Two days after a Russian Soyuz spacecraft ferried two fresh crew members to the International Space Station, a commercial cargo ship loaded with some 7,600 pounds of supplies and equipment completed its own rendezvous early Saturday and was pulled in for berthing by the lab’s robot arm.
Launched Tuesday from Cape Canaveral, the Orbital ATK Cygnus cargo ship, named in honor of the late astronaut John Glenn, pulled up to within 40 feet of the station and then stood by while Expedition 51 commander Peggy Whitson and European Space Agency astronaut Thomas Pesquet, operating the Canadian arm, locked onto the spacecraft.
Flight controllers at the Johnson Space Center in Houston then took over arm operations and pulled the Cygnus in for berthing at the Earth-facing port of the station’s central Unity module.
“The crew of Expedition 51 would like to congratulate all the teams at NASA, Orbital ATK and the contractors for a flawless cargo delivery mission,” Pesquet radioed after grappling the cargo ship.
“We’re very proud to welcome on board the S.S. John Glenn. The more than three tons of pressurized cargo in the Cygnus spacecraft will be put to good use to continue our mission of research, exploration and discovery.”
The arrival of the supply ship capped a busy week at the space station, following the arrival of the Soyuz MS-04 crew ferry ship Thursday carrying commander Fyodor Yurchikhin and flight engineer Jack Fischer. They joined Whitson, Pesquet and Soyuz MS-03 commander Oleg Novitskiy, 10 days after three other station fliers returned to Earth.
On Monday, around 1:27 a.m., Whitson will become America’s most experienced astronaut, passing Jeff Williams’ cumulative mark of 534 days in space during his three space fights. President Trump and daughter Ivanka plan a congratulatory call to the station later Monday morning.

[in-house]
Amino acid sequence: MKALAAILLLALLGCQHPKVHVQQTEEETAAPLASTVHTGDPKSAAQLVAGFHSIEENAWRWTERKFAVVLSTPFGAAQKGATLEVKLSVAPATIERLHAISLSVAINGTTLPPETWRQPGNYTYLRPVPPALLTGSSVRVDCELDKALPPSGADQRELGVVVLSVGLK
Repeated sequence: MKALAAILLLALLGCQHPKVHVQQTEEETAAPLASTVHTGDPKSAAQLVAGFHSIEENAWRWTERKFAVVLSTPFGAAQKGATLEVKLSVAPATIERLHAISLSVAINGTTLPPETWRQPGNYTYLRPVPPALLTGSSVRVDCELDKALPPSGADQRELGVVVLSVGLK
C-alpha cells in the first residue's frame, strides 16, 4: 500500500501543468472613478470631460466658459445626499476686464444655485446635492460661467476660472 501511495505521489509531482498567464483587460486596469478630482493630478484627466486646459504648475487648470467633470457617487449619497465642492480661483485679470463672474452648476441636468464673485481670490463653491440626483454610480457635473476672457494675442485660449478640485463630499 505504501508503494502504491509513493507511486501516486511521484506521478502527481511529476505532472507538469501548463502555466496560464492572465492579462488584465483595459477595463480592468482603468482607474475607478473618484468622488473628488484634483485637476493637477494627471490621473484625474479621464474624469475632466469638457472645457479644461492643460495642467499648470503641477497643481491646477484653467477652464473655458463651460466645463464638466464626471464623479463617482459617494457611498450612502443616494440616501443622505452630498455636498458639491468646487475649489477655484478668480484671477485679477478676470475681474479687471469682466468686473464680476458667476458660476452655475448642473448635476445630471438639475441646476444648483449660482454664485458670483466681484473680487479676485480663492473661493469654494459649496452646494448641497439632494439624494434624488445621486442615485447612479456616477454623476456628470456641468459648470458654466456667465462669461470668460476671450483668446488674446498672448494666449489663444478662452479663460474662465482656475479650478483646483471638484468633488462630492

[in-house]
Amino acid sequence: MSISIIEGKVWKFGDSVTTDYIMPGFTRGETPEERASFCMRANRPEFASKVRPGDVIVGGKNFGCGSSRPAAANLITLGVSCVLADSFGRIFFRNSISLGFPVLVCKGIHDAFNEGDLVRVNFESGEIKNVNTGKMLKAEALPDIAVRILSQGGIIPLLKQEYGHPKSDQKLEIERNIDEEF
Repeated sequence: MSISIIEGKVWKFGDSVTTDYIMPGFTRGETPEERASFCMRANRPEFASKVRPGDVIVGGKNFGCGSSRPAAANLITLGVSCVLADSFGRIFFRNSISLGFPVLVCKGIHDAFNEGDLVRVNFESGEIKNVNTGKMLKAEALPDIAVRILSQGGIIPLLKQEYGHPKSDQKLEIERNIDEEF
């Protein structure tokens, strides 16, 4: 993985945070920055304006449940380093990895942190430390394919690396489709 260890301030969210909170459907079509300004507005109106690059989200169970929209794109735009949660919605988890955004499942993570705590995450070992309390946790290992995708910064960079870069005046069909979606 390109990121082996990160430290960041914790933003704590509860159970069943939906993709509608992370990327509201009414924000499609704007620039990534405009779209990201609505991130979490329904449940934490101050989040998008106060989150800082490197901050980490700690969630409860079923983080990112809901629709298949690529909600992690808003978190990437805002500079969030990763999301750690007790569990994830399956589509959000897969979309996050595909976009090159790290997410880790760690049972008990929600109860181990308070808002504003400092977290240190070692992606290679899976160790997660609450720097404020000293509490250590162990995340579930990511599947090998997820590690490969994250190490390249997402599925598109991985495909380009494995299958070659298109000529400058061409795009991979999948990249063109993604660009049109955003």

On May 12, Whitson and Fischer will venture outside for a spacewalk to replace an external computer, install a high-definition camera on the station’s power truss, attach micrometeoroid shielding to a docking port and help engineers troubleshoot cooling issues with a high-energy physics experiment.
Whitson is already America’s most experienced female spacewalker, with 53 hours 22 minutes of EVA time during eight previous excursions. After her ninth spacewalk, she will move up to No. 3 in the world, behind cosmonaut Anatoly Solovyev and former astronaut Mike Lopez-Alegria.
Novitskiy and Pesquet plan to return to Earth June 2 to close out a 196-day mission. The next day, a SpaceX Dragon cargo ship is expected to arrive, followed by a Russian Progress freighter June 14. Three fresh crew members -- Soyuz MS-05 commander Sergey Ryazanskiy, Randy Bresnik and European astronaut Paolo Nespoli -- will arrive July 28.
Whitson launched to the station with Novitskiy and Pesquet last November, but she will remain aboard for an extended mission when they depart in June, returning to Earth Sept. 3 with Yurchikhin and Fischer.